It’s not about the Tablet
Or the app, or the device, or the learning platform.
In past years, the message at ISTE seemed to be, “Look at this latest product which is going to dramatically improve education.” While there was still a lot of that this year, there seemed to be a growing consensus that introducing the latest technology is not going to solve any major education problems, unless it was part of a well thought out plan that included change management.
The key is increasing student learning without adding to costs. Technology is a tool, but everyone seems to be arriving at the conclusion that it is part of the solution, not the entire solution.
Doing projects is not the same as project based learning
Ginger Lewman drove this home in her session on technology and projects to drive student learning. Projects that are done to show what students have learned are not the same as project based learning that inspires students to learn.
There are some incredibly engaging projects that students can do, and a good project hits a whole range of standards. For example, students can do onsite research (like taking water samples) enter their data on a spreadsheet, and then map the results using Google Fusion tables to create interactive maps. Then, using the maps, students can pose and answer meaningful questions like:
- Which locations had the saltiest water?
- Which locations had the most nitrogen in the water?
- Which locations had unsafe water?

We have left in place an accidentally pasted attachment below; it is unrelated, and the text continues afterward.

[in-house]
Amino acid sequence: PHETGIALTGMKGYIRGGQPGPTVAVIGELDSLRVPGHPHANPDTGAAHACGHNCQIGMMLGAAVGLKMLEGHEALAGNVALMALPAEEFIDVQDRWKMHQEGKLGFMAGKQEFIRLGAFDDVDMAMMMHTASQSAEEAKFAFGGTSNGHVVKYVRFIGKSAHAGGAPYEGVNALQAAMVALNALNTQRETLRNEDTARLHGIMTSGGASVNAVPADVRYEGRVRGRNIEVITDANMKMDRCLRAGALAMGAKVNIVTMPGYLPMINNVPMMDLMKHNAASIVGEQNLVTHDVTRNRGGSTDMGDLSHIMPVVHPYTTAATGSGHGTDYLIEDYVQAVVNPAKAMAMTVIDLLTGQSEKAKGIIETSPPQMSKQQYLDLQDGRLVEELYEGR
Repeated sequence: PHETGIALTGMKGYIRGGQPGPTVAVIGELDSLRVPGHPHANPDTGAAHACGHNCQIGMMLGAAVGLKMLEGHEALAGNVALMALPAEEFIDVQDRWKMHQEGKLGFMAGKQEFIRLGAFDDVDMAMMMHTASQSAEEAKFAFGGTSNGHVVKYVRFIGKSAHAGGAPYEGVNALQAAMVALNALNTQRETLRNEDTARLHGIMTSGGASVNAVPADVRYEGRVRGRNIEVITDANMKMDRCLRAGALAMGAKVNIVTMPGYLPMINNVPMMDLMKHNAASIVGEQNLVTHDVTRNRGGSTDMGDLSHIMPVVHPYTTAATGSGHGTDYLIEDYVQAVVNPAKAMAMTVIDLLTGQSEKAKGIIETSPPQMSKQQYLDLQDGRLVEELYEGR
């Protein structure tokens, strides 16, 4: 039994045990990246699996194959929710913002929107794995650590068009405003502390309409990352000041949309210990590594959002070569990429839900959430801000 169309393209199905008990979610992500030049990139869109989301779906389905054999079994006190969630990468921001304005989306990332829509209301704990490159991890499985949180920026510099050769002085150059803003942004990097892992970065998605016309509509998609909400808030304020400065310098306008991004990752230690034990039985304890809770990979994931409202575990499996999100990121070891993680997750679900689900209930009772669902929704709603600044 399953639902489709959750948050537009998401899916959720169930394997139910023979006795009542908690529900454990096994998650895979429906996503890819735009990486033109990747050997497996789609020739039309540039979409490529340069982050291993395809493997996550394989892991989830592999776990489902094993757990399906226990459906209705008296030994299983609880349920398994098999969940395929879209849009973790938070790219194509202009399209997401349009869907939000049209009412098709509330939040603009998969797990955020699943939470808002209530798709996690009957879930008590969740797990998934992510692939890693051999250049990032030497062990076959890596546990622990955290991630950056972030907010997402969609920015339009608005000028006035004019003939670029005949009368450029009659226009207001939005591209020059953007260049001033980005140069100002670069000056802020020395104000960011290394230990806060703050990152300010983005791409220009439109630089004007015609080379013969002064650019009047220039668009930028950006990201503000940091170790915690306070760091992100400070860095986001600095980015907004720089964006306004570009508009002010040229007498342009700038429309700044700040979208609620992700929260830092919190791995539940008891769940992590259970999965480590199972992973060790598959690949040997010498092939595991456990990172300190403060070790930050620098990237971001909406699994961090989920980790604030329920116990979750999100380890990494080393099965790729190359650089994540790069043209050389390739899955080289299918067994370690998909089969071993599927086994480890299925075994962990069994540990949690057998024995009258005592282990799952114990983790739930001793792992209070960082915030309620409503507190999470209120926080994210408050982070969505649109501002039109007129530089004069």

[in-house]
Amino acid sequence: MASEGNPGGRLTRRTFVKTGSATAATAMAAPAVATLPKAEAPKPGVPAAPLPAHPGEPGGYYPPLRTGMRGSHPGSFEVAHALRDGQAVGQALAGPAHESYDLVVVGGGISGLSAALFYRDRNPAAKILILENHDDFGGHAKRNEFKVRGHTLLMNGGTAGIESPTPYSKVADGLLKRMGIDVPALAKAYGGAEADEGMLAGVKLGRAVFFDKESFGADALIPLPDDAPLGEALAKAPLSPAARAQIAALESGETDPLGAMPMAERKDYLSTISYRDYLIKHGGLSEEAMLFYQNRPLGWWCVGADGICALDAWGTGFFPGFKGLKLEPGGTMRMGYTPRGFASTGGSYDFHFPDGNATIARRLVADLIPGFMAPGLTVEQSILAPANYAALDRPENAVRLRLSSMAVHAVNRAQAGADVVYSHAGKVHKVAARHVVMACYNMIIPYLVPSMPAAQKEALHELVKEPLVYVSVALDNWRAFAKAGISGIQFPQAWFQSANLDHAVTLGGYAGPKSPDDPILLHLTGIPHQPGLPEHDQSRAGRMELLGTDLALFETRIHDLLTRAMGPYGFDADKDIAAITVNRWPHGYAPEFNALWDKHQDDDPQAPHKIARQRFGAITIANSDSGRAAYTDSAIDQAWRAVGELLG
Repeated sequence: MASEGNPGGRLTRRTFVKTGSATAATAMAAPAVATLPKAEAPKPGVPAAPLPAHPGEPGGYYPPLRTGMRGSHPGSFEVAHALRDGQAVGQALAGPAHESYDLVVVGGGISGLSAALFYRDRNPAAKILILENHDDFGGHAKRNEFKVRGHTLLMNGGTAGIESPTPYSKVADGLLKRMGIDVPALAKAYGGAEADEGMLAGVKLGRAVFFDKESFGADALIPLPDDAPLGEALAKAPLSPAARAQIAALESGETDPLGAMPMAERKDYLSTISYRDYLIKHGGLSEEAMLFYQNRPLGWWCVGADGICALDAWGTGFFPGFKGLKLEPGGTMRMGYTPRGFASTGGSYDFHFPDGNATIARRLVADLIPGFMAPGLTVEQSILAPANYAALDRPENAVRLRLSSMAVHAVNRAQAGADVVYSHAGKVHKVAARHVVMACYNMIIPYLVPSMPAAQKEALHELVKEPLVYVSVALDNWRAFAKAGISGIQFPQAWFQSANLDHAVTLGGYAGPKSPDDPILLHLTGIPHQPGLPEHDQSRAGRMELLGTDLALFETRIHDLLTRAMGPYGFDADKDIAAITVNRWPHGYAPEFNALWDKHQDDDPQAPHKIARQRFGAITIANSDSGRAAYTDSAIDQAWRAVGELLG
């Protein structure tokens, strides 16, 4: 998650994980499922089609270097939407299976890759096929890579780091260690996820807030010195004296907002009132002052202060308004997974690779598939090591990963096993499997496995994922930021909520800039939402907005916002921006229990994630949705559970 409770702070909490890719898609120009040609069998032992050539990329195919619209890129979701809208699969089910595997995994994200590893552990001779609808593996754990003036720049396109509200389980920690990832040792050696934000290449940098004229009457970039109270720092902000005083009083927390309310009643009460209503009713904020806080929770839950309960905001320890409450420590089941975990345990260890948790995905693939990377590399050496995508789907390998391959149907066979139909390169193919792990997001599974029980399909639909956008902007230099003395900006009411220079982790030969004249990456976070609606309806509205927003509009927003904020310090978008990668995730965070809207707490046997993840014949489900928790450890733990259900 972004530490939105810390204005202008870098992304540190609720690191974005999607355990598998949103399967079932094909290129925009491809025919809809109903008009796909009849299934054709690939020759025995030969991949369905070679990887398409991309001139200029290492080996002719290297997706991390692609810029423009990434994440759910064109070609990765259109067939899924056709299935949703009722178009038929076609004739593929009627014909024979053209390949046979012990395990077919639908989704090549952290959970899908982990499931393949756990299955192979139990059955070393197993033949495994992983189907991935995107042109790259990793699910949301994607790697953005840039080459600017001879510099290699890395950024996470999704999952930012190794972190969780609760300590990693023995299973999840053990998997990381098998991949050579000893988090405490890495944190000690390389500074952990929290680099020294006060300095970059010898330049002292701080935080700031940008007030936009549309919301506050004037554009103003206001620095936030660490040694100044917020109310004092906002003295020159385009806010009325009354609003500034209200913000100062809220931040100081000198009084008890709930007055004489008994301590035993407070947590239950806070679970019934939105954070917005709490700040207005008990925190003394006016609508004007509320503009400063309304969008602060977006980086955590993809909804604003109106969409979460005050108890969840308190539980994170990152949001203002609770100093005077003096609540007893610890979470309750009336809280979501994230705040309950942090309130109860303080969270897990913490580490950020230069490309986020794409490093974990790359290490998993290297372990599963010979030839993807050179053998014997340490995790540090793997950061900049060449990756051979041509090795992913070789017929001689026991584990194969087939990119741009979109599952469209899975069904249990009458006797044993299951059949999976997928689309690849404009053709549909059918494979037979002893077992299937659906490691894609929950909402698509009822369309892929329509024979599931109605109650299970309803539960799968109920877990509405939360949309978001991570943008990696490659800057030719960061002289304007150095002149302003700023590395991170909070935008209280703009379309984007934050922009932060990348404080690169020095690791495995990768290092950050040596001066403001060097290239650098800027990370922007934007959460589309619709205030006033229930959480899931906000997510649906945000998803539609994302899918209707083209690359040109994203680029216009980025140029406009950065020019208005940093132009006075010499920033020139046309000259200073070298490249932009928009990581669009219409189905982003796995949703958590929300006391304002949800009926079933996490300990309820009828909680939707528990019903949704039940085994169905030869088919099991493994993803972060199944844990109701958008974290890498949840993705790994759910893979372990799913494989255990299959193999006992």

A project like this can hit standards in science, math, social studies, reading, research, and writing.
For an example of an interactive map that hits close to home, look at a map of states by average starting teacher salary: http://bit.ly/14Kn4Du. This opens as data; click on the "Map of Geometry" tab to view as a map.
Jam'n in Blogger Cafe (Photo credit: Karin Beil)
Where would you rather teach, Idaho or Wyoming?
The Common Core standards start a dialog, they are not the curriculum
There is a huge difference between “aligned to the common core” and “designed for the common core,” and that applies to training teachers as well as offering products and services. The common core is meant to inspire creativity and deep thinking, which takes a lot more effort than marking a checklist for content covered.
If you are thinking of creating curriculum or lessons for the common core, Jared Wastler suggested starting with four questions for each standard:
- What does the standard ask for?
- What evidence proves mastery?
- How do we get there?
- What more do we need to know in order to facilitate this?
There is a lot of money being pumped into education
(Image at left by David Warlick)
The education environment is certainly changing as we move to digital content, new standards and assessments, extending learning outside of school, and using data to provide better learning and teaching feedback. And change brings opportunities.
On the other hand, for 10 years we’ve seen declining spending on education. Publishers and content providers need to keep their eyes out for funding streams and mandates. There are going to be winners and losers.
Companies wanting to be on the winning side should consider contacting Farimah and me at Academic Business Advisors. We help companies with good products navigate in these challenging times.